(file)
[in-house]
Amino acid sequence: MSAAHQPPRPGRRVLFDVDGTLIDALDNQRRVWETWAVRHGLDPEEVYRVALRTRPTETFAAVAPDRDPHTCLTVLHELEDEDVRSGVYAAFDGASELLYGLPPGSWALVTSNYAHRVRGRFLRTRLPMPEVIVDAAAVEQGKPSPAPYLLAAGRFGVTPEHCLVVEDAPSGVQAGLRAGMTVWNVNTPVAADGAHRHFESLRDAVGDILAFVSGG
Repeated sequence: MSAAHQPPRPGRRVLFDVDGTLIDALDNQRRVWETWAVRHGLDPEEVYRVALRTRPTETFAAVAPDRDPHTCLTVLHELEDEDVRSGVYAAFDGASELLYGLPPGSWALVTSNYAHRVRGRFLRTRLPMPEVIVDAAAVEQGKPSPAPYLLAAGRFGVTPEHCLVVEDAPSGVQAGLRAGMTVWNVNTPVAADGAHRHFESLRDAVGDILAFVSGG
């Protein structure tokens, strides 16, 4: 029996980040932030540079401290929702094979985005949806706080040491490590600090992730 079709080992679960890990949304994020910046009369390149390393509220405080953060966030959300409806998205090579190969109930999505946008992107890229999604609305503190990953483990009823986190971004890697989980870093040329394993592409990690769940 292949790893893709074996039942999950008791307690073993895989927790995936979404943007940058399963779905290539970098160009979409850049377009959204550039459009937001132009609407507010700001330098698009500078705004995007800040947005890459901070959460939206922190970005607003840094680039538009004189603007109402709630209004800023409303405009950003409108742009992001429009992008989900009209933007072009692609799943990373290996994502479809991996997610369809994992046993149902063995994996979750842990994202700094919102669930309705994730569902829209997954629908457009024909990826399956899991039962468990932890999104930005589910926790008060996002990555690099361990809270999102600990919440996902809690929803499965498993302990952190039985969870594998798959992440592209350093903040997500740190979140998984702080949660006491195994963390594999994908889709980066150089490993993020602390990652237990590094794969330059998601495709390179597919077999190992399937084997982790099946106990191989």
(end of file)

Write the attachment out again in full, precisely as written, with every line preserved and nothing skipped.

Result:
[in-house]
Amino acid sequence: MSAAHQPPRPGRRVLFDVDGTLIDALDNQRRVWETWAVRHGLDPEEVYRVALRTRPTETFAAVAPDRDPHTCLTVLHELEDEDVRSGVYAAFDGASELLYGLPPGSWALVTSNYAHRVRGRFLRTRLPMPEVIVDAAAVEQGKPSPAPYLLAAGRFGVTPEHCLVVEDAPSGVQAGLRAGMTVWNVNTPVAADGAHRHFESLRDAVGDILAFVSGG
Repeated sequence: MSAAHQPPRPGRRVLFDVDGTLIDALDNQRRVWETWAVRHGLDPEEVYRVALRTRPTETFAAVAPDRDPHTCLTVLHELEDEDVRSGVYAAFDGASELLYGLPPGSWALVTSNYAHRVRGRFLRTRLPMPEVIVDAAAVEQGKPSPAPYLLAAGRFGVTPEHCLVVEDAPSGVQAGLRAGMTVWNVNTPVAADGAHRHFESLRDAVGDILAFVSGG
């Protein structure tokens, strides 16, 4: 029996980040932030540079401290929702094979985005949806706080040491490590600090992730 079709080992679960890990949304994020910046009369390149390393509220405080953060966030959300409806998205090579190969109930999505946008992107890229999604609305503190990953483990009823986190971004890697989980870093040329394993592409990690769940 292949790893893709074996039942999950008791307690073993895989927790995936979404943007940058399963779905290539970098160009979409850049377009959204550039459009937001132009609407507010700001330098698009500078705004995007800040947005890459901070959460939206922190970005607003840094680039538009004189603007109402709630209004800023409303405009950003409108742009992001429009992008989900009209933007072009692609799943990373290996994502479809991996997610369809994992046993149902063995994996979750842990994202700094919102669930309705994730569902829209997954629908457009024909990826399956899991039962468990932890999104930005589910926790008060996002990555690099361990809270999102600990919440996902809690929803499965498993302990952190039985969870594998798959992440592209350093903040997500740190979140998984702080949660006491195994963390594999994908889709980066150089490993993020602390990652237990590094794969330059998601495709390179597919077999190992399937084997982790099946106990191989």